Jack Alterman is part of a distinguished tradition of artists who have made transcendent images of Charleston, South Carolina. He is an alumnus of Brooks Institute of Photography, Santa Barbara, California and a Marine Corps Veteran. He opened his studio in his hometown of Charleston in 1979. 

Alterman is inspired by the city's blend of old and new and the diversitty of her people. From river to river, from the Battery to the Neck, he makes the familiar unique and the unique familiar remaining focused on the architecture and the people of his city. 

Jack received the 2022 Governor’s Award in the Humanities that recognized his outstanding achievements in photography that have helped bring people together to better understand South Carolina's diverse heritage.

'Who Among Us’   Was a 2002 portrait exhibit to benefit the Crisis Ministries of Charleston and raise awareness for how indiscriminate the effects of homelessness can be on people from all backgrounds.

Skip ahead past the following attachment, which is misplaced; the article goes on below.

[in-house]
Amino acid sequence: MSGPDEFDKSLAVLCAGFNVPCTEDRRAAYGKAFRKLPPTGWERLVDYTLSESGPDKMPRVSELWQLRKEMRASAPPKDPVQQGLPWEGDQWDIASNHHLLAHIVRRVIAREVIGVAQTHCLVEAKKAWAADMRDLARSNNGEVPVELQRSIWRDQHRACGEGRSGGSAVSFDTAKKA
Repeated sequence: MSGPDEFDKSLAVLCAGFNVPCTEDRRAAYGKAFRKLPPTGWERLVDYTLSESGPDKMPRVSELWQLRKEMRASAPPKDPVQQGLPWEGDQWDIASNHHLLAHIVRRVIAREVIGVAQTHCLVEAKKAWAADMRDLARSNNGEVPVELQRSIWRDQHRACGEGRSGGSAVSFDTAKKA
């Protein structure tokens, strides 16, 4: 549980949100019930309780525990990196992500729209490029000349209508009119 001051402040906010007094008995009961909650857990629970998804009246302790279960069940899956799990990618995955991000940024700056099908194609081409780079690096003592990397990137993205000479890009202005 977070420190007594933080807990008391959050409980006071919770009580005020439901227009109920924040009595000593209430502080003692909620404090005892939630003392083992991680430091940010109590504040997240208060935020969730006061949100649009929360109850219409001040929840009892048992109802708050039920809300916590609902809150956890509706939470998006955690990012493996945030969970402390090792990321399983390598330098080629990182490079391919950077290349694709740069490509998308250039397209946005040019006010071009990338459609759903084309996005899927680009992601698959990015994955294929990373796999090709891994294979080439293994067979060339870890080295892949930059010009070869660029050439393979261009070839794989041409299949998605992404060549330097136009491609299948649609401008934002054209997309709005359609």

The Bridge Builders’  At the completion of the Author Ravenel Bridge, in 2005, Alterman made studio portraits of the men and women who participated in its construction. Many of the workers came from different parts of the United States and some from other countries to work on this five year project. The exhibition was held at Alterman’s studio with the builders and their families attending the opening reception

'Eastsiders Matter'  was a 2015 expansive public portrait exhibit displayed along a 150 foot fence on Charleston’s Eastside. It remained on view for several months and put a face on the residents of this historic and rapidly changing African American community. This was the topic of Jack's 2016 Tedx Talk.

'King Street, The 500 Block'  In 2017, Jack created a sidewalk portrait gallery of the merchants transitioning in and out of this once locally owned business district. The photographs were displayed in the windows of vacant storefronts.                                                                                                     

He has published three books of his images. Cornices of Charleston, My Lazy Eye, and My City Charleston.